SEC in a follow-up response on its official website said, “Contrary to these false claims, the commission as a law-abiding agency has duly audited its financial accounts year after year before and onward from 2014, and has submitted these to the relevant agencies statutorily empowered by the Federal Government to receive same, including the Federal Ministry of Finance, Budget, and National Planning; Office of the Auditor General of the Federation; Fiscal Responsibility Commission; Office of the Accountant General of the Federation, as well as the appropriate committees of the National Assembly”.

“The commission, which said it is a strong promoter of world-class corporate governance standards, said its commitment to upholding such ideals and strongly advise “persons with requests for information to channel such to the commission via email to sec@sec.gov.ng, and to which the commission would respond accordingly.”

Shareholders’ Position on SEC’s Audited Results

Shareholders over the years have insisted on the publication of SEC’s audited results online or in print which differs from the ISA 2007 directive.

Speaking on the matter, the National Coordinator, Progressive Shareholders Association of Nigeria, Mr. Boniface Okezie insisted that SEC must publish its up-to-date results to investing public.

“If SEC has audited its results, it will be in the interest of the capital market to have it published in two national dailies or published it online. As a public institution that regulates the capital market, they must live by example. SEC does not need to be reminded to publish its financials.

“The past DG of SEC failed to publish these audited results and we are expecting the current DG to publish past audited results in a move to strengthen transparency and accountability. The current DG needed to ensure that these audited results and accounts are published.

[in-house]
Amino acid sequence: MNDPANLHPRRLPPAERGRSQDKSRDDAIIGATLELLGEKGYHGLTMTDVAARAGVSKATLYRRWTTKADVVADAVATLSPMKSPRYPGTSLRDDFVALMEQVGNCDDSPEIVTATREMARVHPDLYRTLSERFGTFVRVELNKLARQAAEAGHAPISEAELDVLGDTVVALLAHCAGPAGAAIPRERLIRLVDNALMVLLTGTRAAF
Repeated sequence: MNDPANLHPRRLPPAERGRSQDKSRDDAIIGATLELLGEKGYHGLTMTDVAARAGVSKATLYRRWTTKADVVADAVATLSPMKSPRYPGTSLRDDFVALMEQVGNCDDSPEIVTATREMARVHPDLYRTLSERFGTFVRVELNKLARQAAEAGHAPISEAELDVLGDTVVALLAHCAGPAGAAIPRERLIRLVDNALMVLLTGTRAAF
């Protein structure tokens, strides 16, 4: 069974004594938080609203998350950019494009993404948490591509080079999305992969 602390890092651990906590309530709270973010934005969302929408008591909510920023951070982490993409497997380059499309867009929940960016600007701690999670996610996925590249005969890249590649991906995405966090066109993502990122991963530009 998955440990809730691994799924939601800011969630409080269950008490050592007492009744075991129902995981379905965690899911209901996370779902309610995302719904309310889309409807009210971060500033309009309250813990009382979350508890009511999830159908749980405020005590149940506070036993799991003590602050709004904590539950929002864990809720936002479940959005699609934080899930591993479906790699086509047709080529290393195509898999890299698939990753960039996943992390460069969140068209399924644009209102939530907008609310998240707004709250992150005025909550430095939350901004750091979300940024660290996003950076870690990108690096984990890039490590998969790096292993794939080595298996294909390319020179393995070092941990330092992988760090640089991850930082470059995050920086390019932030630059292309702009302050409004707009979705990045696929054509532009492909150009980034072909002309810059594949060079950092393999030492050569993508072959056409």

“SEC should not follow the track record of Asset Management Corporation of Nigeria (AMCON), among others. You have failed as a regulator if you don’t live by example.”

Supporting Okezie was a former secretary of the Independent Shareholders Association of Nigeria (ISAN), Adebayo Adeleke, who insisted that the SEC is a public institution and does not need to be called upon before publishing its results.

According to him, “SEC is the one mandating every publicly listed company to submit their audited accounts. They should lead by example. How many investors will begin to write emails for SEC’s audited accounts and what is SEC’s obligation to reply to sent emails?

“SEC cannot be penalising publicly listed companies for not filing their results on time when your own account is shrouded in mystery. Mind you, SEC is spending tax payer’s money and why can’t they be accountable? Everybody is talking about transparency and accountability. So, why can’t SEC publish the audited accounts? They should not give the impression that something has gone a miss.”

Speaking from a different perspective, the former group’s National Coordinator, ISAN, Dr. Anthony Omojola said there is no big deal if the commission does not release its audited results.

He, however, called on shareholders to write to the commission and demand a copy.

“Due to the nature of the SEC as the capital market regulating body, people will always want to know what is happening there. However, it should not be a big deal if the audited results are not released online,” he said.